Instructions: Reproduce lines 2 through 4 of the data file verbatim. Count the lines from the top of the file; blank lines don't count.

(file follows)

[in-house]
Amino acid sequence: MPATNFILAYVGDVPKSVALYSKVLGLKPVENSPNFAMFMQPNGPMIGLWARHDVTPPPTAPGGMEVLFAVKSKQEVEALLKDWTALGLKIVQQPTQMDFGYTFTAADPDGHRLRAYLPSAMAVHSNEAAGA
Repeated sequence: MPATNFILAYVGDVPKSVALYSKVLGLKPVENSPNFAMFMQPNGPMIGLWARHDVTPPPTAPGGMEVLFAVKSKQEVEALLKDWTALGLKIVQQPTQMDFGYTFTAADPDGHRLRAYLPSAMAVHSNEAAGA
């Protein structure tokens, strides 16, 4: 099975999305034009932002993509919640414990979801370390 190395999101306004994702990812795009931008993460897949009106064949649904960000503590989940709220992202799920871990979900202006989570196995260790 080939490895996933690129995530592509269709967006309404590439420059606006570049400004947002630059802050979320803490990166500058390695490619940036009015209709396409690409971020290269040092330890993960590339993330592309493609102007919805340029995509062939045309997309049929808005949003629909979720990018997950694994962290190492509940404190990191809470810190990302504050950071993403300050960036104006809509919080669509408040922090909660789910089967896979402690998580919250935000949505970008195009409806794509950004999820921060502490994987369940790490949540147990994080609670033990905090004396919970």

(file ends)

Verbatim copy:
Amino acid sequence: MPATNFILAYVGDVPKSVALYSKVLGLKPVENSPNFAMFMQPNGPMIGLWARHDVTPPPTAPGGMEVLFAVKSKQEVEALLKDWTALGLKIVQQPTQMDFGYTFTAADPDGHRLRAYLPSAMAVHSNEAAGA
Repeated sequence: MPATNFILAYVGDVPKSVALYSKVLGLKPVENSPNFAMFMQPNGPMIGLWARHDVTPPPTAPGGMEVLFAVKSKQEVEALLKDWTALGLKIVQQPTQMDFGYTFTAADPDGHRLRAYLPSAMAVHSNEAAGA
């Protein structure tokens, strides 16, 4: 099975999305034009932002993509919640414990979801370390 190395999101306004994702990812795009931008993460897949009106064949649904960000503590989940709220992202799920871990979900202006989570196995260790 080939490895996933690129995530592509269709967006309404590439420059606006570049400004947002630059802050979320803490990166500058390695490619940036009015209709396409690409971020290269040092330890993960590339993330592309493609102007919805340029995509062939045309997309049929808005949003629909979720990018997950694994962290190492509940404190990191809470810190990302504050950071993403300050960036104006809509919080669509408040922090909660789910089967896979402690998580919250935000949505970008195009409806794509950004999820921060502490994987369940790490949540147990994080609670033990905090004396919970």